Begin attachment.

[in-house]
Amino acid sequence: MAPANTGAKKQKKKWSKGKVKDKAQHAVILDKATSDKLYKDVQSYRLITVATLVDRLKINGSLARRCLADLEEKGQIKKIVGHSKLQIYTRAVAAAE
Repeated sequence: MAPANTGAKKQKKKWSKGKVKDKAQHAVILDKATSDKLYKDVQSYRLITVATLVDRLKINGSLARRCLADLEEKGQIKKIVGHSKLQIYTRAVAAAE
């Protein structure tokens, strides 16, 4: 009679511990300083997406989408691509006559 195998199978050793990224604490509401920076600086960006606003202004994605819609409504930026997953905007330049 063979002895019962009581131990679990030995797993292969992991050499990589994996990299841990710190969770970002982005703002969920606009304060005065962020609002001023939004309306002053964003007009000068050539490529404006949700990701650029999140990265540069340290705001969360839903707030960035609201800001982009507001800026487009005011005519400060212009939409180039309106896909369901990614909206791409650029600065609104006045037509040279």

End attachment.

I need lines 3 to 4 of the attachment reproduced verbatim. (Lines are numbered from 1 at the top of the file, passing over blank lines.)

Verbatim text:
Repeated sequence: MAPANTGAKKQKKKWSKGKVKDKAQHAVILDKATSDKLYKDVQSYRLITVATLVDRLKINGSLARRCLADLEEKGQIKKIVGHSKLQIYTRAVAAAE
């Protein structure tokens, strides 16, 4: 009679511990300083997406989408691509006559 195998199978050793990224604490509401920076600086960006606003202004994605819609409504930026997953905007330049 063979002895019962009581131990679990030995797993292969992991050499990589994996990299841990710190969770970002982005703002969920606009304060005065962020609002001023939004309306002053964003007009000068050539490529404006949700990701650029999140990265540069340290705001969360839903707030960035609201800001982009507001800026487009005011005519400060212009939409180039309106896909369901990614909206791409650029600065609104006045037509040279």